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Army Veteran to Challenge Mark Warner in November

Daniel Gade speaks to a supporter 
Republican Daniel Gade speaks to a supporter

Republican voters in Tuesday’s GOP Senate primary chose Army veteran Daniel Gade to take on Senator Mark Warner this November.

Republicans overwhelmingly chose Gade, a two-time Purple Heart recipient and first-time politician, over two opponents.

The most suspenseful race last night may have been in the Fifth Congressional District, which includes stretches from southern Virginia through Charlottesville and Lynchburg up through parts of Northern Virginia.

Democrats there chose Cameron Webb, an African American doctor and director of Health Policy at UVA’s School of Medicine, to take on Republican Bob Good. Like Webb, Good is also a newcomer to state politics, having beat Congressman Denver Riggleman in a bitter nominating convention earlier this month.

Webb served as a White House Fellow from 2016-17 and has advocated creating a public health insurance option. Good is a former Liberty University athletics director who challenged Riggleman after the congressman officiated a same-sex wedding.

Virginia Democrats see the seat as their best prospect for flipping this November, though the district has voted for Republican candidates in every race since 2008. Webb has raised almost four times as much money as Good.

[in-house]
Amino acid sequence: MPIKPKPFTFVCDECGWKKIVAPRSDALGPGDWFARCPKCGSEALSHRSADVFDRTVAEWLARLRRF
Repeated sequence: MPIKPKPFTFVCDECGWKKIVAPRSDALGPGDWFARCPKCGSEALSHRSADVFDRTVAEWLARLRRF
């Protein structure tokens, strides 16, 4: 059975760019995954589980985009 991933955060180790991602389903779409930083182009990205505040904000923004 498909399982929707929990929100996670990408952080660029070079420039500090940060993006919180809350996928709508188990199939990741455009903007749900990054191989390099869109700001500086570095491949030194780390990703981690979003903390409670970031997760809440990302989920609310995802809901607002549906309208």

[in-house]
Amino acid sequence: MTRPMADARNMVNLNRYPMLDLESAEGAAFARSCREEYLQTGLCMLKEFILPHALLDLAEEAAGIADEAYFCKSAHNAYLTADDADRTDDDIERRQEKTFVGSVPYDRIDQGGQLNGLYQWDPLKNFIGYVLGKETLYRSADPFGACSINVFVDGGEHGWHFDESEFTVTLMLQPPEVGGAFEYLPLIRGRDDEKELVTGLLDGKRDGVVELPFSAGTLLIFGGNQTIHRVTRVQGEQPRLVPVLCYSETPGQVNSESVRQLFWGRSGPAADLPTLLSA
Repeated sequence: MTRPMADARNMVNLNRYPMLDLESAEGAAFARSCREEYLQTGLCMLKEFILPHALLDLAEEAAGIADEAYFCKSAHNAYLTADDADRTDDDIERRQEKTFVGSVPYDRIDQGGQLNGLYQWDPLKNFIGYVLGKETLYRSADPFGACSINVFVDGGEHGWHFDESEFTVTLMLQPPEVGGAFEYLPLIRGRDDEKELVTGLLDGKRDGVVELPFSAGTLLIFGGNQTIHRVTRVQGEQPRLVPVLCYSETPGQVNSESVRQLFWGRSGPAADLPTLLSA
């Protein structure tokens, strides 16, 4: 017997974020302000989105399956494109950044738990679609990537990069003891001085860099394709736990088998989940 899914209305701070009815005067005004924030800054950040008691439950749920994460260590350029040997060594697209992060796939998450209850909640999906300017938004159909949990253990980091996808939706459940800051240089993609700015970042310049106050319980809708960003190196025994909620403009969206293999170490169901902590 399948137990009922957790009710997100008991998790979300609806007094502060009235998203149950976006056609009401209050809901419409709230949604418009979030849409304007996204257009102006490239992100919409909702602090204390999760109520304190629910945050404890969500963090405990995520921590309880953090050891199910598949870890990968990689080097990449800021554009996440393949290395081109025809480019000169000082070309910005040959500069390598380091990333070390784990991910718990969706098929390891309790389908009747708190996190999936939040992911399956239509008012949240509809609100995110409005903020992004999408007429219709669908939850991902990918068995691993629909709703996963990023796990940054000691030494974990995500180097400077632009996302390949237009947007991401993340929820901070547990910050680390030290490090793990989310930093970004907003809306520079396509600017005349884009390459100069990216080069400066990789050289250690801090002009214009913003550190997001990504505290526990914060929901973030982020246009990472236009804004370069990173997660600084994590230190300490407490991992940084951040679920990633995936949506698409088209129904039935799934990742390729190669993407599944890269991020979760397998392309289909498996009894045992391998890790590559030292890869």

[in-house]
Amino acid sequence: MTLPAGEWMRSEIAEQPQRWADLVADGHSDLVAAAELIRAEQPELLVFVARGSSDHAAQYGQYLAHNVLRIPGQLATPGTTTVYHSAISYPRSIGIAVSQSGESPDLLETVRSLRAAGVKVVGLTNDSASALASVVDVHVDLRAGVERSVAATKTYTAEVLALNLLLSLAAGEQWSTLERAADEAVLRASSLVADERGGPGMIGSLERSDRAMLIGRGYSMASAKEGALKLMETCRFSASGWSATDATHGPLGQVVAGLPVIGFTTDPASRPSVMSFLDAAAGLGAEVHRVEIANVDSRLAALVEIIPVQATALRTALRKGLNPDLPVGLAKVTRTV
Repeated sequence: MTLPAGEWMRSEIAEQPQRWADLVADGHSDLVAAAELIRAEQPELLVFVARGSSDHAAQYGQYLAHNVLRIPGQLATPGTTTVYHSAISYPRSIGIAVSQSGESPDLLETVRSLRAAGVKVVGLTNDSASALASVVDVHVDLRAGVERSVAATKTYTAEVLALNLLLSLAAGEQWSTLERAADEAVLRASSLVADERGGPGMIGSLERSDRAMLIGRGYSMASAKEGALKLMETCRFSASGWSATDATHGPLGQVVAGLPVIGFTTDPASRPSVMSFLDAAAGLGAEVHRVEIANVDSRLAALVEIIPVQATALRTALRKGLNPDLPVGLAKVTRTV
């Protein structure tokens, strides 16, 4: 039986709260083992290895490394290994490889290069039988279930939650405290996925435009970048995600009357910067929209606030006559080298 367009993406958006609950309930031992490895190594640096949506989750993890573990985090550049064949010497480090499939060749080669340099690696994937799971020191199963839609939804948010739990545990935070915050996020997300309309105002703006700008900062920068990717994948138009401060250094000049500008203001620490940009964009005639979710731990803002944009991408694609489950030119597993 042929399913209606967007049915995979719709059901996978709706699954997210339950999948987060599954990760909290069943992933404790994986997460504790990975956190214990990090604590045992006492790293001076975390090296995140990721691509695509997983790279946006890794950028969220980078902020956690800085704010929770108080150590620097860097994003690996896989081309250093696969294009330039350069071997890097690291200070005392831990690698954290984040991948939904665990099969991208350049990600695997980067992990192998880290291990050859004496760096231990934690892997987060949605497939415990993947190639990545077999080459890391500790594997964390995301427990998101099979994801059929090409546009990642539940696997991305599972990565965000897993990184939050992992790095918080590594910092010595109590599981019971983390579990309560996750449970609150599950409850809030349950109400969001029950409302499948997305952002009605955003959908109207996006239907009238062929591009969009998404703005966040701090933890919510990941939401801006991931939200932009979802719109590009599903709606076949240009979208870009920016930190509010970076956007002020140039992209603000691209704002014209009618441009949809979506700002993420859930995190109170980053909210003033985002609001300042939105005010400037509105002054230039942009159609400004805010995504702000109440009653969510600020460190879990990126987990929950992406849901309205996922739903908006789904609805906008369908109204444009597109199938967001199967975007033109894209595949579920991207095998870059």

In the Richmond area, Rep. Donald McEachin coasted to an easy win in a primary with a relatively unknown opponent, Cazel Levine. The Fourth Congressional District has voted overwhelmingly Democratic over the past decade.

Former Rep. Scott Taylor defeated two GOP opponents in a bid to reclaim his old Hampton Roads-area seat in the Second Congressional District. He lost his post to Democrat Elaine Luria in 2018.

Election officials reported a mostly sleepy primary day, with at least 92,000 voters as of Monday heeding calls to vote by mail.

The ACLU of Virginia and the League of Women Voters successfully sued the state to allow absentee voters to cast their votes without a witness signature.

The election lacked much drama in a state that has increasingly turned blue. No big-name Republicans lined up to take on Warner, who narrowly won his seat in 2014 but had $8.7 million in cash on hand as of June 3.

Still, Gade has cast himself as a backer of President Donald Trump with moderate appeal; he said he will prioritize passing legislation on more bipartisan issues like Congressional stock trading and presidential war powers if elected.

Gade said despite Warner’s cash advantage and widespread predictions of an easy general election victory, the senior senator and former governor doesn’t have big achievements he can point to during the campaign.

“The only time he leaves Northern Virginia is in campaign season, so people see him once every six years,” Gade said. “He’s not invulnerable, he’s not perfect.”

Warner has challenged Gade to three debates this year ahead of the November vote.

Results from the Tuesday primary are available here.